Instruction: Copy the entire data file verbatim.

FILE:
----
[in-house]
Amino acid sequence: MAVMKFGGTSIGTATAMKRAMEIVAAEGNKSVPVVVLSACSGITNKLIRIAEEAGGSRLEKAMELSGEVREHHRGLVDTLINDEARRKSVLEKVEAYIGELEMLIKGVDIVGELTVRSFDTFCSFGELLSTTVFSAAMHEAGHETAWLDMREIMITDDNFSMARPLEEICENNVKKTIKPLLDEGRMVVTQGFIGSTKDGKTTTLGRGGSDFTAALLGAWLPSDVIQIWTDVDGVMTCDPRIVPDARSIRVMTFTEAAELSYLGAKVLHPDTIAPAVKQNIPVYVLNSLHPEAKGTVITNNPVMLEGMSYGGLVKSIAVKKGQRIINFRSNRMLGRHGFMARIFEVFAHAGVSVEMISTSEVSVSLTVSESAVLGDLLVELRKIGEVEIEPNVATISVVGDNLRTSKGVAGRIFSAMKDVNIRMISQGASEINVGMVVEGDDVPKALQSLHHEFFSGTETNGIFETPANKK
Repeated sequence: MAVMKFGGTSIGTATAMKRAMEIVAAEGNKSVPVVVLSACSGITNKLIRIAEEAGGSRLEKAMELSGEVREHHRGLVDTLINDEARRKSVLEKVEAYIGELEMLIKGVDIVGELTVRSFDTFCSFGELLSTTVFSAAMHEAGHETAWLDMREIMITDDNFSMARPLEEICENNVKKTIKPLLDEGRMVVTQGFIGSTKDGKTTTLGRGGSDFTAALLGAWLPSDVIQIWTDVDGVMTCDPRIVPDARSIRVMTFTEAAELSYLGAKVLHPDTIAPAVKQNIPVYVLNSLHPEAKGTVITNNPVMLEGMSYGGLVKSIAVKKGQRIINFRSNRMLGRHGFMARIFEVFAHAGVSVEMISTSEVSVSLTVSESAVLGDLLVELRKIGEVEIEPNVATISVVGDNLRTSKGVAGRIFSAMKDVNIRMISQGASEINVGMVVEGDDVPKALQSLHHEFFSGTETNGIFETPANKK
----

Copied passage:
[in-house]
Amino acid sequence: MAVMKFGGTSIGTATAMKRAMEIVAAEGNKSVPVVVLSACSGITNKLIRIAEEAGGSRLEKAMELSGEVREHHRGLVDTLINDEARRKSVLEKVEAYIGELEMLIKGVDIVGELTVRSFDTFCSFGELLSTTVFSAAMHEAGHETAWLDMREIMITDDNFSMARPLEEICENNVKKTIKPLLDEGRMVVTQGFIGSTKDGKTTTLGRGGSDFTAALLGAWLPSDVIQIWTDVDGVMTCDPRIVPDARSIRVMTFTEAAELSYLGAKVLHPDTIAPAVKQNIPVYVLNSLHPEAKGTVITNNPVMLEGMSYGGLVKSIAVKKGQRIINFRSNRMLGRHGFMARIFEVFAHAGVSVEMISTSEVSVSLTVSESAVLGDLLVELRKIGEVEIEPNVATISVVGDNLRTSKGVAGRIFSAMKDVNIRMISQGASEINVGMVVEGDDVPKALQSLHHEFFSGTETNGIFETPANKK
Repeated sequence: MAVMKFGGTSIGTATAMKRAMEIVAAEGNKSVPVVVLSACSGITNKLIRIAEEAGGSRLEKAMELSGEVREHHRGLVDTLINDEARRKSVLEKVEAYIGELEMLIKGVDIVGELTVRSFDTFCSFGELLSTTVFSAAMHEAGHETAWLDMREIMITDDNFSMARPLEEICENNVKKTIKPLLDEGRMVVTQGFIGSTKDGKTTTLGRGGSDFTAALLGAWLPSDVIQIWTDVDGVMTCDPRIVPDARSIRVMTFTEAAELSYLGAKVLHPDTIAPAVKQNIPVYVLNSLHPEAKGTVITNNPVMLEGMSYGGLVKSIAVKKGQRIINFRSNRMLGRHGFMARIFEVFAHAGVSVEMISTSEVSVSLTVSESAVLGDLLVELRKIGEVEIEPNVATISVVGDNLRTSKGVAGRIFSAMKDVNIRMISQGASEINVGMVVEGDDVPKALQSLHHEFFSGTETNGIFETPANKK